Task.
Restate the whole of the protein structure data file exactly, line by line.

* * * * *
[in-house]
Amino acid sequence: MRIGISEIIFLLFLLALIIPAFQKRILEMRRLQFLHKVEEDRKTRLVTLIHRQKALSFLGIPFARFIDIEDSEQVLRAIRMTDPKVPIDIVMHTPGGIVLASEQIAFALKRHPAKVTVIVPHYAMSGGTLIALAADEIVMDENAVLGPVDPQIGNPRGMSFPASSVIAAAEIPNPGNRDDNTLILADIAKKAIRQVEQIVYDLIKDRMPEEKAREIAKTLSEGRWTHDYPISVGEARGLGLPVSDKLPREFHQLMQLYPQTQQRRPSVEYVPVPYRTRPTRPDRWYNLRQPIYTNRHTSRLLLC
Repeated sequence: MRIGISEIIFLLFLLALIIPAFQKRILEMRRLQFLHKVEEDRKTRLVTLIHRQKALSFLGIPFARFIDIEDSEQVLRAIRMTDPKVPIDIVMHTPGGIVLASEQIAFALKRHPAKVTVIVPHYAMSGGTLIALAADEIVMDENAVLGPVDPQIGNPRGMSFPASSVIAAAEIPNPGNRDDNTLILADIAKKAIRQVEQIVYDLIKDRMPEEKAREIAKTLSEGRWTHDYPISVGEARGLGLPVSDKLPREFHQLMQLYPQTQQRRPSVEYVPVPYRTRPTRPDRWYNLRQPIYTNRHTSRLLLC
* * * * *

[in-house]
Amino acid sequence: MRIGISEIIFLLFLLALIIPAFQKRILEMRRLQFLHKVEEDRKTRLVTLIHRQKALSFLGIPFARFIDIEDSEQVLRAIRMTDPKVPIDIVMHTPGGIVLASEQIAFALKRHPAKVTVIVPHYAMSGGTLIALAADEIVMDENAVLGPVDPQIGNPRGMSFPASSVIAAAEIPNPGNRDDNTLILADIAKKAIRQVEQIVYDLIKDRMPEEKAREIAKTLSEGRWTHDYPISVGEARGLGLPVSDKLPREFHQLMQLYPQTQQRRPSVEYVPVPYRTRPTRPDRWYNLRQPIYTNRHTSRLLLC
Repeated sequence: MRIGISEIIFLLFLLALIIPAFQKRILEMRRLQFLHKVEEDRKTRLVTLIHRQKALSFLGIPFARFIDIEDSEQVLRAIRMTDPKVPIDIVMHTPGGIVLASEQIAFALKRHPAKVTVIVPHYAMSGGTLIALAADEIVMDENAVLGPVDPQIGNPRGMSFPASSVIAAAEIPNPGNRDDNTLILADIAKKAIRQVEQIVYDLIKDRMPEEKAREIAKTLSEGRWTHDYPISVGEARGLGLPVSDKLPREFHQLMQLYPQTQQRRPSVEYVPVPYRTRPTRPDRWYNLRQPIYTNRHTSRLLLC